Wine Recommendation
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Wine Recommendation

Reif Estate Winery 2002 First Growth Cabernet Sauvignon  (Niagara River)

Reif Estate Winery

2002 First Growth Cabernet Sauvignon
(Niagara River)

This wine won the Gold Medal in the 2007 Ontario Wine Awards in the Cabernet Sauvignon category. It is rare for an Ontario red to be 100 percent Cabernet Sauvignon since this is a difficult variety to ripen fully (usually winemakers will add Cabernet Franc and Merlot). The 2002 vintage was unusual in that the growing season began late with overall cooler temperatures and more rainfall than average. But July temperatures soared, surpassing seasonal highs, and maintained throughout the summer period. This allowed longer hang time.

These grapes from Reif Estate’s 14-year-old block of Cabernet Sauvignon – thinned to 2 tonnes per acre – were harvested on November 2nd with Brix levels at 22.6°. The ripe fruit underwent fermentation using selected yeast for 14 days in 40 percent French and 60 percent Hungarian oak and spent 36 months in barrel before being bottled unfiltered. Only 150 cases were made.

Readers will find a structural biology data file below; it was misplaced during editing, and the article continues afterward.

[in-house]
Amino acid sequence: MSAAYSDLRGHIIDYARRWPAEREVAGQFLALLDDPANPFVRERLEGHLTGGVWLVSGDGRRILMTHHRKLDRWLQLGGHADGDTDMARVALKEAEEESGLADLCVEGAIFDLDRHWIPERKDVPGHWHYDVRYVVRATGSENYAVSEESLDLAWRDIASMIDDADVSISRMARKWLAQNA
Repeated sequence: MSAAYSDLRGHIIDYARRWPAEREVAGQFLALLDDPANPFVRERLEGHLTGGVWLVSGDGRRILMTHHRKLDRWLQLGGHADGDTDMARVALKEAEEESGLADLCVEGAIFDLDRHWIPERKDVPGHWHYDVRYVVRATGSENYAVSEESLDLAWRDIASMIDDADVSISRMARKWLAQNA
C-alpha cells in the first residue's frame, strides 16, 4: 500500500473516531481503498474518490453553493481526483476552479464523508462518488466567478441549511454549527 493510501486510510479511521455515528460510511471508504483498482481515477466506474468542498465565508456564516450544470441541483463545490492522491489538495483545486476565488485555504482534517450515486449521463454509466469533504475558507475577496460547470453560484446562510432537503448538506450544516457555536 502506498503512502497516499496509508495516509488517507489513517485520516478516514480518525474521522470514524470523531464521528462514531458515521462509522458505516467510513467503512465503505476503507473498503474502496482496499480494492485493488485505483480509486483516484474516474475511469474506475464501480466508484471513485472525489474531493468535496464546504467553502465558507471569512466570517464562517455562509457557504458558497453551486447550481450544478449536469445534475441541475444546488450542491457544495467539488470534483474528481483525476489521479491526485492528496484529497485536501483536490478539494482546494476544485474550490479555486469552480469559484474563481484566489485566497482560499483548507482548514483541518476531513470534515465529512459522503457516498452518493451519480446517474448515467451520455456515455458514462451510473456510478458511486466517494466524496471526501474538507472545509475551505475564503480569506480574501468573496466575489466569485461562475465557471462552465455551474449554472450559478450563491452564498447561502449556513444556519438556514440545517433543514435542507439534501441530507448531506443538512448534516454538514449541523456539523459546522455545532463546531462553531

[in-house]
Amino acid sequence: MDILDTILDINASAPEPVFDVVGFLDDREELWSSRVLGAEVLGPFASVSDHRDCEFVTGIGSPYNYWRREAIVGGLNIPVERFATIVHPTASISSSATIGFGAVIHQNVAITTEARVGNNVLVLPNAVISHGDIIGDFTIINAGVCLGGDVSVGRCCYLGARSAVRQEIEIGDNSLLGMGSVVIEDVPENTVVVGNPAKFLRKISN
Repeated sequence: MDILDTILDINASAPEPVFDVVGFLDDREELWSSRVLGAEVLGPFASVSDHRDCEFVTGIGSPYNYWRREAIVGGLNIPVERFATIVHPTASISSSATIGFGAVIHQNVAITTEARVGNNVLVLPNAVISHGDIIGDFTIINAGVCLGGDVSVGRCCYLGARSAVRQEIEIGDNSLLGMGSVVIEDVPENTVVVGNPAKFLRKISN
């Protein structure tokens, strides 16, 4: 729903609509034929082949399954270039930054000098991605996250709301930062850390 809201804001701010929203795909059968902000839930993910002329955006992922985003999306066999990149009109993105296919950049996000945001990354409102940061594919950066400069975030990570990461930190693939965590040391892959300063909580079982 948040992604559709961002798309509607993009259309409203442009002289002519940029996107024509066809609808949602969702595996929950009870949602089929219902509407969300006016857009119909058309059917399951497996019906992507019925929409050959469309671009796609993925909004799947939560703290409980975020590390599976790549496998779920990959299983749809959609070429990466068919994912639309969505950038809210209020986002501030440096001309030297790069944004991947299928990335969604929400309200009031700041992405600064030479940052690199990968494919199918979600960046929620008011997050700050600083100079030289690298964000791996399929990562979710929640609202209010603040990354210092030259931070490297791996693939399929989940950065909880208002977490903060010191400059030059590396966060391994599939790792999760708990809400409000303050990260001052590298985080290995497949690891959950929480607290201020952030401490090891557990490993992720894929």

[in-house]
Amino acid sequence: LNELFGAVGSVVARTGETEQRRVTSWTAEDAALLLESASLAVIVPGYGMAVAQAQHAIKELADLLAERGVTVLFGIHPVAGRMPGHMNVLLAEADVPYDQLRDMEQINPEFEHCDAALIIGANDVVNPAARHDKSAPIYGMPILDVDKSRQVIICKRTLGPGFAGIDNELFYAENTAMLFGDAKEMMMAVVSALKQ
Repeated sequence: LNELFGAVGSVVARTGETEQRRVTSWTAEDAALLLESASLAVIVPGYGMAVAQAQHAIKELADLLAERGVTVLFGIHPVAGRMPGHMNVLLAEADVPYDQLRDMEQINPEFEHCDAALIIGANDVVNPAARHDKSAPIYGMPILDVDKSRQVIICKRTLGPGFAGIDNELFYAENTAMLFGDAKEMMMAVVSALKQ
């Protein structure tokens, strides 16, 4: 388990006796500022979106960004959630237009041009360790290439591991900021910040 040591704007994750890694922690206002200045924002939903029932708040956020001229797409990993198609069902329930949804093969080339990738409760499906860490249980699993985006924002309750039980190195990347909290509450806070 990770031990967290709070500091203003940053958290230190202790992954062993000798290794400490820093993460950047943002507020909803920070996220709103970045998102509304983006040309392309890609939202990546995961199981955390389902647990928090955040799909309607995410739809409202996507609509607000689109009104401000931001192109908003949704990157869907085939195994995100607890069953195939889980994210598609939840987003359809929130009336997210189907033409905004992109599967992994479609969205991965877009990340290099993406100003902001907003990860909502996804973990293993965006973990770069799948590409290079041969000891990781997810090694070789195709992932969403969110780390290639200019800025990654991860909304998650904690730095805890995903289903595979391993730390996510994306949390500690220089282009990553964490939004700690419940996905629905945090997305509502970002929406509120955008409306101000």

The dense ruby colour still holds its purple hue to the rim of the glass. An immediate bouquet of cedar and pencil shavings opens to red berry fruit with a floral grace note. Medium to full-bodied on the palate, savoury flavours of licorice and currants mixed with spicy oak offer great length. A lovely wine in Médoc style.

Reviewed September 3, 2007 by Tony Aspler.

Other reviewed wines from Reif Estate Winery


The Wine

Winery: Reif Estate Winery
Vintage: 2002
Wine: First Growth Cabernet Sauvignon
Appellation: Niagara River
Grape: Cabernet Sauvignon
Price: 750ml $50.00

Review Date: 9/3/2007

The Reviewer

Tony Aspler

Tony Aspler has been reviewing wines since 1975 and will continue doing so until he gets it right. Although his license plate is CLARET, he enjoys all wines except sparkling Retsina. He says he’s not a wine critic but a wine evangelist because he wants to turn readers onto wine rather than turn them off. His style is telegraphic rather than poetic because there are only so many ways to say ‘mellow tannins’.